Dreg King

You have to hand it to Michael Peppiatt’s Francis Bacon in Your Blood: That acute title calls up an entire juicy slice—slab?—of modernist antiquity. Emerging from London’s queer-Dickensian gutter like a pestilent hedgehog from an air-raid shelter (or sewer, his detractors said), Bacon saturated the starched fabric of English art with images of, in the words of Monty Python’s Flying Circus, “Blood, Devastation, Death, War, and Horror.” (In other words: What’s not to love?) Say what you want about the man—crown him first runner-up to Picasso in the artistic Mr. Universe pageant of the twentieth century or call him a macho-masochist Existential Kitschmeister par excellence—he got under people’s skin in a way few artists do anymore.

Peppiatt’s memoir of his intense, almost thirty-year friendship with Bacon, which began in 1963 when, as a student, he interviewed the painter for the Cambridge Opinion, is not really a sequel to his definitive 1997 biography, Francis Bacon: Anatomy of an Enigma. It is a first-personalized reworking of that book’s most salient and revealing passages—including longer versions of the same stories and quotes—avidly embracing its subject’s knack for hopscotching between high culture and low life, tortured thought and blithe gossip. In a concerted attempt to unpack the father figure/doting son dynamic the two seemingly fell into at first sight, Peppiatt pokes and prods his relationship with the painter: As a courtier, confidant, sounding board, and audience, he constructed his self-image largely on the basis of his mentor’s approval, affection, or withholding.

The reader’s response will be contingent on how fascinating he or she finds Bacon and his sharp little serpent’s-tooth crew. How much of his secondhand company and the antisocially sociable, alcoholic whirl of gay subculture in the bad old days do you have an appetite for? (Moderation is not an option: It’s either journey to the end of the night through the alleys and galleries or scurry home with your tail between your legs.) Francis Bacon in Your Blood will appeal to those with a soft spot for rough trade, Performance seen as cinema verité, Bowie’s “Queen Bitch,” Edward St. Aubyn’s tours through the perverse and mortifying sides of gilt-and-gin-drenched English manners, and emotional carnivores in abattoir-red lipstick. (Bacon fondly recalls a barfly’s barb: “‘When I knew her’—meaning me—‘she was more famous for the paint she put on her face than for the paint she put on canvas.’”)

Peppiatt was, as a straight, mild-mannered youth, instantly entranced by the carnivalesque, “Ballad of a Thin Man” quality of the scene, and found the chaotic gestalt irresistible. So do I: The blisteringly mercurial, difficult, yet strangely gallant Bacon presided like a painter-king over a mythical domain where one mingled with Lucian Freud, Sonia Orwell (George’s imperious widow), and Michel Leiris; went on epic pub crawls (“The Iron Lung gives way to the Music Box and the Maisonette”); and passed through gambling dens, gentlemen’s clubs, and posh restaurants (sometimes having two sumptuous dinners a night). Along the lurching way, one was regaled with accounts of Berlin in the 1920s or the heyday of the expat scene in Tangier (where Paul and Jane Bowles held court, William S. Burroughs and Allen Ginsberg chased boys, and the notorious Kray brothers dropped in like awful, “deeply curious” emissaries from gangland). The balancing act between death-shadowed, love-scarred seriousness and sloshed, gossipy asides, the mix of cattiness and generosity, does, I suspect, accurately represent how Bacon and his compatriots lived.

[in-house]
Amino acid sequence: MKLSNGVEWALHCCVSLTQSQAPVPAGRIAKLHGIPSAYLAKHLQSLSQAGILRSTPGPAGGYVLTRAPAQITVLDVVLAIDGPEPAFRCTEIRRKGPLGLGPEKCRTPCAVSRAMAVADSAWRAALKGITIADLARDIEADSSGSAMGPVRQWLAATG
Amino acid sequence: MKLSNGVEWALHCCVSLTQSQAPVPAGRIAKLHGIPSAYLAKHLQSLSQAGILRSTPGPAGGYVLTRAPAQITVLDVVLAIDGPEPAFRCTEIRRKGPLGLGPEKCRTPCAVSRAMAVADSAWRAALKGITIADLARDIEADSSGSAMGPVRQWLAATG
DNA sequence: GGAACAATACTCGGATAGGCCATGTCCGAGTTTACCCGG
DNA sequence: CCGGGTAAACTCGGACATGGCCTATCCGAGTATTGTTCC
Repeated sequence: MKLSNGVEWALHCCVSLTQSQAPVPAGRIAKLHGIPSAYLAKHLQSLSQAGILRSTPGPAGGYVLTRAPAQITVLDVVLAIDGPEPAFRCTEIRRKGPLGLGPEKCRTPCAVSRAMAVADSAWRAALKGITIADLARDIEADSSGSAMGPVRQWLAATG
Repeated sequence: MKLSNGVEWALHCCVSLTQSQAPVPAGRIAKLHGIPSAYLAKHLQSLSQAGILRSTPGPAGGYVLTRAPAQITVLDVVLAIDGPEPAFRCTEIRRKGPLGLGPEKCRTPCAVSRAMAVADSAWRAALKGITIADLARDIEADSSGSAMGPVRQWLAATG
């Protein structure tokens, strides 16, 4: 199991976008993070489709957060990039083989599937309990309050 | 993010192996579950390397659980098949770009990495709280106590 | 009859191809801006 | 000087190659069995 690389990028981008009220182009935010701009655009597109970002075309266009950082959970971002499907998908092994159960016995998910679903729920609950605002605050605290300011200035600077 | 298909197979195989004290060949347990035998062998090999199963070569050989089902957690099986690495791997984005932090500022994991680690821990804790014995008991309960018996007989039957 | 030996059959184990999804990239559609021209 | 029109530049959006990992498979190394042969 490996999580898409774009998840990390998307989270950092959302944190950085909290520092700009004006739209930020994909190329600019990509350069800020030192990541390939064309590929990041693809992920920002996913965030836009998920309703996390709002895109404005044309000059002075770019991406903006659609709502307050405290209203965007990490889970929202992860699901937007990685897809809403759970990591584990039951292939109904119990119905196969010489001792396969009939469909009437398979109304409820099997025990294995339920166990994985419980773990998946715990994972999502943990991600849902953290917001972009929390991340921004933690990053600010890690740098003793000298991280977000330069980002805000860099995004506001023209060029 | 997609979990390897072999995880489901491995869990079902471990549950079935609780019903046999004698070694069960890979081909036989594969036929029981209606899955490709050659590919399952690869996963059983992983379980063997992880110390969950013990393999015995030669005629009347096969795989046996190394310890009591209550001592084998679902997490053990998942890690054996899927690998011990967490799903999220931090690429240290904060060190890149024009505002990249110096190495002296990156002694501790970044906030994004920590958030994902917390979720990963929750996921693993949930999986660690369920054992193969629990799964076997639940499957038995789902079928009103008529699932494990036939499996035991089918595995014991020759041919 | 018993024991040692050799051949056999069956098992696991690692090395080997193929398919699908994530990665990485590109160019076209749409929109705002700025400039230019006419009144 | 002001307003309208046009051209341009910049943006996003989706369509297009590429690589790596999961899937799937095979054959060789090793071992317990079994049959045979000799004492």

In this milieu, the line dividing romantic self-dramatization and the bruising, both-ends-bleeding madness of being was a membrane-thin envelope to be pushed, in the name of pleasure and pain, love and sensation, art and transcendence. Even as a harmless wallflower, Peppiatt gets an intellectual-sexual contact high in the presence of this manic-excessive behavior. That Peppiatt’s father suffers from severe bipolar episodes also predisposes him to Bacon’s company: Black Francis compensates for and cauterizes the wound left by a permanently distracted parent, while maintaining a touching affection for the author that his actual dad never mustered.

As a narrator, Peppiatt is a tangle of perceptiveness and a callowness never wholly outgrown. He certainly kept good, detailed journals, and sometimes they have essentially been transcribed here, offering us a present-tense account of events. He has a knack for recalling or reconstructing conversations that were lubricated by aquarium-size drafts of wine, whiskey, and expensive champagne. I’m not sure if this gift falls under the heading of reporting or ventriloquism: He seems to have been able to “do” Bacon for his friends, channeling the great man’s idiosyncrasies as if he were a small-i impressionist building up a dossier of phrases, routines, and tics for later use in a one-man show. Peppiatt’s Bacon certainly had the gift of monologue, though every night he would go over the same territory twice, in the second run-through deleting or forgetting details and twisting others around mercilessly.